“I wouldn’t say anyone’s job was safe.” Sometimes politicians tell the unadorned truth.
Kim Carr, Labor’s Minister for Innovation, Industry, Science and Research, did that recently when he warned about forthcoming massive job losses in Australia.
Apart from saying anyone could lose their job, he also told 3AW that “these are difficult times, we are facing acute stresses throughout the Western world as a direct result of a global recession”.
What the Minister says about large job losses looming as a consequence of the global economic crisis is true. No number of stimulus packages is going to change that.
This is not rocket science.
The Australian economy is one of the most open and globally integrated economies in the world. If the rest of the world tanks, so do we.
The rest of the world is tanking.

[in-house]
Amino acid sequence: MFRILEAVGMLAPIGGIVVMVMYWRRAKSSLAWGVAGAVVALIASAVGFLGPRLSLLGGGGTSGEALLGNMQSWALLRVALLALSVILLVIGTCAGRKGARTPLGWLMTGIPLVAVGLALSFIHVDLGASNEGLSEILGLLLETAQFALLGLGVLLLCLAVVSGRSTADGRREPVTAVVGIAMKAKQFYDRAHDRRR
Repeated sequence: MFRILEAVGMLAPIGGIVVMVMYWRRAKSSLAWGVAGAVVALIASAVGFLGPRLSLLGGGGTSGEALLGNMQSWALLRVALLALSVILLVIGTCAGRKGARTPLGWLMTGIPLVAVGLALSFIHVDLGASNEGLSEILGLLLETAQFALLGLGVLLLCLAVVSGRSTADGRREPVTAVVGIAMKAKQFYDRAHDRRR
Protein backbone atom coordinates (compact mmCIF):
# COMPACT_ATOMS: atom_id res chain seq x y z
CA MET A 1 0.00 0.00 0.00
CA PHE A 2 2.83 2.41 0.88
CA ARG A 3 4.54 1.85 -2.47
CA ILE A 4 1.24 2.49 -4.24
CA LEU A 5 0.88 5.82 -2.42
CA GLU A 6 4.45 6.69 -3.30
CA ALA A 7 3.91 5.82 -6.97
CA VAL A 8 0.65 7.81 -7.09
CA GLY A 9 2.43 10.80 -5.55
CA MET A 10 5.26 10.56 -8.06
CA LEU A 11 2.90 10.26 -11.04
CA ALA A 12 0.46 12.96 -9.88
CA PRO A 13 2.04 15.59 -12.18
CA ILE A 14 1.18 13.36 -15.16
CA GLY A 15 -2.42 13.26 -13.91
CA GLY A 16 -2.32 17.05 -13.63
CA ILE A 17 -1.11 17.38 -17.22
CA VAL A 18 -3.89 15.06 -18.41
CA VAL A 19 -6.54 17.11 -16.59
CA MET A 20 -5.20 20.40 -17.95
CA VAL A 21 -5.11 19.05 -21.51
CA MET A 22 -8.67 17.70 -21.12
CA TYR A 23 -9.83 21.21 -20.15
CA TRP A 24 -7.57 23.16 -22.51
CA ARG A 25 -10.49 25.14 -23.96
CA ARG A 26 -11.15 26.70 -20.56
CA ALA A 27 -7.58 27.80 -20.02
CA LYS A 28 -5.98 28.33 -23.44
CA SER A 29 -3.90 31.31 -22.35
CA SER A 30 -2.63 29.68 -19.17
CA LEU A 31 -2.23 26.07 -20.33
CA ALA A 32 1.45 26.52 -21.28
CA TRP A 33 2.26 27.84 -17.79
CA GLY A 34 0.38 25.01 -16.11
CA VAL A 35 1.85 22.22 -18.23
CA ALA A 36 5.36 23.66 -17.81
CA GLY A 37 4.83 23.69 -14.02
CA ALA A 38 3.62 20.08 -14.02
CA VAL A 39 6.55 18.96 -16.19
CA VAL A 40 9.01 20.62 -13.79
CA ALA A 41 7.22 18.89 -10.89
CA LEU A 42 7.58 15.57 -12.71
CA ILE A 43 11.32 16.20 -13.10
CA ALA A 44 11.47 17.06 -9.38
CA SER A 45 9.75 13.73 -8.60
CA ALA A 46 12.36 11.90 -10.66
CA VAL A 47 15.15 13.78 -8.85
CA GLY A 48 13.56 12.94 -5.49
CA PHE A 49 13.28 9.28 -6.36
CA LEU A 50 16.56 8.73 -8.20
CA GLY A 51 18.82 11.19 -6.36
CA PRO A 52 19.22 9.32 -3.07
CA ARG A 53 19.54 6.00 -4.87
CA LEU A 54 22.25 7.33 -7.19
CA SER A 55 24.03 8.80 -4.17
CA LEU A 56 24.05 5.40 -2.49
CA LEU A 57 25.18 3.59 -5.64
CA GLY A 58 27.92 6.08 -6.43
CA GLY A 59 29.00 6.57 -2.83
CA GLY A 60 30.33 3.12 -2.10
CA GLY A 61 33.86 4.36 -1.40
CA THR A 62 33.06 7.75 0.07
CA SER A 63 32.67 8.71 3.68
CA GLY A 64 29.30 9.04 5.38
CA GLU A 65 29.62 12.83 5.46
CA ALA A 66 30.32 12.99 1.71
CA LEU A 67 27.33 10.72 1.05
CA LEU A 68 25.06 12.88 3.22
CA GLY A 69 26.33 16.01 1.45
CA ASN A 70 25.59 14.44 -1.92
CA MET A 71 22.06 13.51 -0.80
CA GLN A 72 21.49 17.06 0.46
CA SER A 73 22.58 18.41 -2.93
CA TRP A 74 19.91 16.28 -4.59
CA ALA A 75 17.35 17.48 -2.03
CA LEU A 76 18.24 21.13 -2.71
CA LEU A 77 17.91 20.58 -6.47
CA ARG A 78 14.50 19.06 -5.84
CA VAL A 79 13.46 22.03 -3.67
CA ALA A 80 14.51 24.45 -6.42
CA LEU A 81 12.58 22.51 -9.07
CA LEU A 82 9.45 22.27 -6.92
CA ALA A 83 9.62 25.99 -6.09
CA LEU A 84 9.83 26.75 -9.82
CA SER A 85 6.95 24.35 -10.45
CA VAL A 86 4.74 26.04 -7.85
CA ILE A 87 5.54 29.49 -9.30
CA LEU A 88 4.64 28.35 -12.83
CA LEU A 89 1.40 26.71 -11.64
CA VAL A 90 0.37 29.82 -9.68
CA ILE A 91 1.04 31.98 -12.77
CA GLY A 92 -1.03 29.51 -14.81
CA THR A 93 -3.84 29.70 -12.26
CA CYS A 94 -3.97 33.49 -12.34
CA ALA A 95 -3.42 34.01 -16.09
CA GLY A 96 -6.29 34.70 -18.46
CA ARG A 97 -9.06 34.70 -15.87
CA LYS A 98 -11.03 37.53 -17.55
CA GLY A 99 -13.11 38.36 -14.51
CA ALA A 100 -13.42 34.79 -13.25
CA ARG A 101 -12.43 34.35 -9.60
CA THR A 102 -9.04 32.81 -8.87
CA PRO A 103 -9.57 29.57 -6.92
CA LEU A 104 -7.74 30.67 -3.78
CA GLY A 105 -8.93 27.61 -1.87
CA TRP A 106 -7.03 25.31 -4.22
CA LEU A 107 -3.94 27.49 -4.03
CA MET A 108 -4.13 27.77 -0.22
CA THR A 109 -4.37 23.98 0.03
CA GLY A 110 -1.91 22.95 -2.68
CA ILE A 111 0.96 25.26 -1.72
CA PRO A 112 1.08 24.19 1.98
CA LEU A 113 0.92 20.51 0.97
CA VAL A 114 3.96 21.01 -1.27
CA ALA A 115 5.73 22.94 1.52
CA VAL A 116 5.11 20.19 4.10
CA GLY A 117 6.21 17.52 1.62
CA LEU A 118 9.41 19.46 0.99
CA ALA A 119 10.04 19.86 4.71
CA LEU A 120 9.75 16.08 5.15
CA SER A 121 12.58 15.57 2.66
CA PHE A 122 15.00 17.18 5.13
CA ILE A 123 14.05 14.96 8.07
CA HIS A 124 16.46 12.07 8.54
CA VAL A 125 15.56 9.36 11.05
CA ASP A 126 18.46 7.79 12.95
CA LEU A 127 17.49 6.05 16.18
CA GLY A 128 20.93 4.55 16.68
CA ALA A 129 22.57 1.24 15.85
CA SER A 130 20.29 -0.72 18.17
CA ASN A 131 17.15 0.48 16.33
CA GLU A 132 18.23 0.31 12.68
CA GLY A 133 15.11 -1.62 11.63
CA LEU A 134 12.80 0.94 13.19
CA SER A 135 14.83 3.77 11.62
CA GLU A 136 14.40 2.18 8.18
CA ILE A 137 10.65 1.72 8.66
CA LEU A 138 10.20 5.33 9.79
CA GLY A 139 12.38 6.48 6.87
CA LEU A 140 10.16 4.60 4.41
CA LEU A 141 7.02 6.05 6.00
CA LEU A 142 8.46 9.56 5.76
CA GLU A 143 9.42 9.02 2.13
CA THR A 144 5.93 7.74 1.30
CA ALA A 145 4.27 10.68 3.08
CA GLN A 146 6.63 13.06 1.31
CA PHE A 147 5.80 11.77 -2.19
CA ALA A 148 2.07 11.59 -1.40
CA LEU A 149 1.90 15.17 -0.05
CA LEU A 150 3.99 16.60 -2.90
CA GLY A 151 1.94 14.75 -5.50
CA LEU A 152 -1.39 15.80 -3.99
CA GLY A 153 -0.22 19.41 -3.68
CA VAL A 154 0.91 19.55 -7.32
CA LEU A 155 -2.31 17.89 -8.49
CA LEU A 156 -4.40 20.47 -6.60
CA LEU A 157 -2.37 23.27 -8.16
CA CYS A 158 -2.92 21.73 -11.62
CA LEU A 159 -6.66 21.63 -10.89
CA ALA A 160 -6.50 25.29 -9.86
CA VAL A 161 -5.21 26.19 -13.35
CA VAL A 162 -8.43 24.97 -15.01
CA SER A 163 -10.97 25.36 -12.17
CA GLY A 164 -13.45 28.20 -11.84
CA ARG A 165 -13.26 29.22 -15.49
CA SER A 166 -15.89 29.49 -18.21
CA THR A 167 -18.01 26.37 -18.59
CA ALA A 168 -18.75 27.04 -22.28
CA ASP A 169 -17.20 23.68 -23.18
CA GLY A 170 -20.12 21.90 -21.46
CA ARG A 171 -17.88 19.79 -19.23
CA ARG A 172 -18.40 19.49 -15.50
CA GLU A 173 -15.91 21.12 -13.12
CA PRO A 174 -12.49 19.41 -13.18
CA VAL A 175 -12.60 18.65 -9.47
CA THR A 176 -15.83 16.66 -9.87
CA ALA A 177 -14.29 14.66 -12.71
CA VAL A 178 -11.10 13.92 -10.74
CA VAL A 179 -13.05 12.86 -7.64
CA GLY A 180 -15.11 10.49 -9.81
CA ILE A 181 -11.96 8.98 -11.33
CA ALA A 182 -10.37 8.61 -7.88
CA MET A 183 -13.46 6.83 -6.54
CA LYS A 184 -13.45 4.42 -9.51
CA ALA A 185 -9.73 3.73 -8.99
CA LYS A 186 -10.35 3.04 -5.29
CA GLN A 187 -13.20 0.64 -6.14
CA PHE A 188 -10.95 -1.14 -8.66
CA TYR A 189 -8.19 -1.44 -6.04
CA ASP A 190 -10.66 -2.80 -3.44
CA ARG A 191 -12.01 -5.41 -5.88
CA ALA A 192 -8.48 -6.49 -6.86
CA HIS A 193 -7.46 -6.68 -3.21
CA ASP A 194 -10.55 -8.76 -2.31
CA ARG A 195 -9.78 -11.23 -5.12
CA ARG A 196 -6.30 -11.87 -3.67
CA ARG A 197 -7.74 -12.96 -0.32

Australia is a capital importing nation. This means we depend on lender or investor countries (in the past the US and Europe, but increasingly China and the Middle East) to supply us with capital to build up our productive capacity and output.
In turn we sell goods (raw materials and food for example) to the rest of the world.
The Australian newspaper annualised the 2008 Gross Domestic Product fall in major economies on February 25. (This means the newspaper multiplied by four the December quarter 2008 figures.) It is not pretty.
Here is a table based on my re-working of their graph. I have added in Australia based on Wednesday’s GDP figures (-2 per cent on an annualised basis) and Canada (-3.2 per cent). Going forward these are likely to be underestimates for most countries for the year as the recession deepens. We are at the start of the decline, not its end. The rope on the bungee jumper is about to snap.
First published in En Passant on March 4, 2009.
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